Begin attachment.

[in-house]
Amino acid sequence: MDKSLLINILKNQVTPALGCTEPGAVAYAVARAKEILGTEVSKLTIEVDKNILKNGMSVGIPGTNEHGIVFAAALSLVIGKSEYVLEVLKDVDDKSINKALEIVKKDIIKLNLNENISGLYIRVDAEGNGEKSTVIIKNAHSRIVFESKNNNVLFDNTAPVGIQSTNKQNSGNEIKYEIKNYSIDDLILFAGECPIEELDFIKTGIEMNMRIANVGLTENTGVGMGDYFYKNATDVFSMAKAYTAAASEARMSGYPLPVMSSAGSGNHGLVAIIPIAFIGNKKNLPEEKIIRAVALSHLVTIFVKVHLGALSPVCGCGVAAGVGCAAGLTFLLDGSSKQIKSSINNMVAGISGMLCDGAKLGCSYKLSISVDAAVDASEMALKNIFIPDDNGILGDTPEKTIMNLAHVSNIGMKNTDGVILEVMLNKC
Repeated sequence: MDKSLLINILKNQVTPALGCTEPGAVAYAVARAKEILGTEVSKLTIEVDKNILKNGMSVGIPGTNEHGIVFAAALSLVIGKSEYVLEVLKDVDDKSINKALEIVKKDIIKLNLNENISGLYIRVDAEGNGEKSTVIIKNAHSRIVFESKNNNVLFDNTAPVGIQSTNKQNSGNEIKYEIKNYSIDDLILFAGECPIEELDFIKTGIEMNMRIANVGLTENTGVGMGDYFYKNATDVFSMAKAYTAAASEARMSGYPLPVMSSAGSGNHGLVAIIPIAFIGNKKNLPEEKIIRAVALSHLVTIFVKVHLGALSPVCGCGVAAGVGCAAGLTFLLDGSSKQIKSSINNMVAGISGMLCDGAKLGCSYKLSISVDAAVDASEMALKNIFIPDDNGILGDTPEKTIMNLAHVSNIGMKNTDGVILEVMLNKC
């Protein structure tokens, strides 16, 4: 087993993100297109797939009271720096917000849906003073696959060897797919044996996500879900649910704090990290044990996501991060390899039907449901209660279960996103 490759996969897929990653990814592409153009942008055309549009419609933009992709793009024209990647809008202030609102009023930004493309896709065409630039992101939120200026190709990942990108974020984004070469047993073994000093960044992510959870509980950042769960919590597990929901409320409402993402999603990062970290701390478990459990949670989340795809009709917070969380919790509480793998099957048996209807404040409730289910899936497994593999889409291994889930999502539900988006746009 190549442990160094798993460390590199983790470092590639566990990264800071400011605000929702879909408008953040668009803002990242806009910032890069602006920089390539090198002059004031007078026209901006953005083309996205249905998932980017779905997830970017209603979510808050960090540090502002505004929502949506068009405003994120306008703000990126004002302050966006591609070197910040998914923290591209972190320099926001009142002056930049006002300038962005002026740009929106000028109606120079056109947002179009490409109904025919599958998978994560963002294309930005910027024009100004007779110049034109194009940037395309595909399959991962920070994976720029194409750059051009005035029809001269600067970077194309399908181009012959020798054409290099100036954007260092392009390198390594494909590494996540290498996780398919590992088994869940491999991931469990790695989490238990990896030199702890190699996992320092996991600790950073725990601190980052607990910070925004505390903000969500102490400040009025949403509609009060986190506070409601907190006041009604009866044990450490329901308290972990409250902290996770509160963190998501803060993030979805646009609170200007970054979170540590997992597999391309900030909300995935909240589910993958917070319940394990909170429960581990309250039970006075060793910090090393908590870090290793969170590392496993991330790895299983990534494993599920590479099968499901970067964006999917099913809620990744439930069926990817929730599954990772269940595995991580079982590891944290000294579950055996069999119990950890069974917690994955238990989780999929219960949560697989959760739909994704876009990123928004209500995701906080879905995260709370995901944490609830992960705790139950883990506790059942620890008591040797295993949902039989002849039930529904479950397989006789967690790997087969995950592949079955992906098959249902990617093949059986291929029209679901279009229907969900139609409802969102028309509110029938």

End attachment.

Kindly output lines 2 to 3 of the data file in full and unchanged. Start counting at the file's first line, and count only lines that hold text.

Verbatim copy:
Amino acid sequence: MDKSLLINILKNQVTPALGCTEPGAVAYAVARAKEILGTEVSKLTIEVDKNILKNGMSVGIPGTNEHGIVFAAALSLVIGKSEYVLEVLKDVDDKSINKALEIVKKDIIKLNLNENISGLYIRVDAEGNGEKSTVIIKNAHSRIVFESKNNNVLFDNTAPVGIQSTNKQNSGNEIKYEIKNYSIDDLILFAGECPIEELDFIKTGIEMNMRIANVGLTENTGVGMGDYFYKNATDVFSMAKAYTAAASEARMSGYPLPVMSSAGSGNHGLVAIIPIAFIGNKKNLPEEKIIRAVALSHLVTIFVKVHLGALSPVCGCGVAAGVGCAAGLTFLLDGSSKQIKSSINNMVAGISGMLCDGAKLGCSYKLSISVDAAVDASEMALKNIFIPDDNGILGDTPEKTIMNLAHVSNIGMKNTDGVILEVMLNKC
Repeated sequence: MDKSLLINILKNQVTPALGCTEPGAVAYAVARAKEILGTEVSKLTIEVDKNILKNGMSVGIPGTNEHGIVFAAALSLVIGKSEYVLEVLKDVDDKSINKALEIVKKDIIKLNLNENISGLYIRVDAEGNGEKSTVIIKNAHSRIVFESKNNNVLFDNTAPVGIQSTNKQNSGNEIKYEIKNYSIDDLILFAGECPIEELDFIKTGIEMNMRIANVGLTENTGVGMGDYFYKNATDVFSMAKAYTAAASEARMSGYPLPVMSSAGSGNHGLVAIIPIAFIGNKKNLPEEKIIRAVALSHLVTIFVKVHLGALSPVCGCGVAAGVGCAAGLTFLLDGSSKQIKSSINNMVAGISGMLCDGAKLGCSYKLSISVDAAVDASEMALKNIFIPDDNGILGDTPEKTIMNLAHVSNIGMKNTDGVILEVMLNKC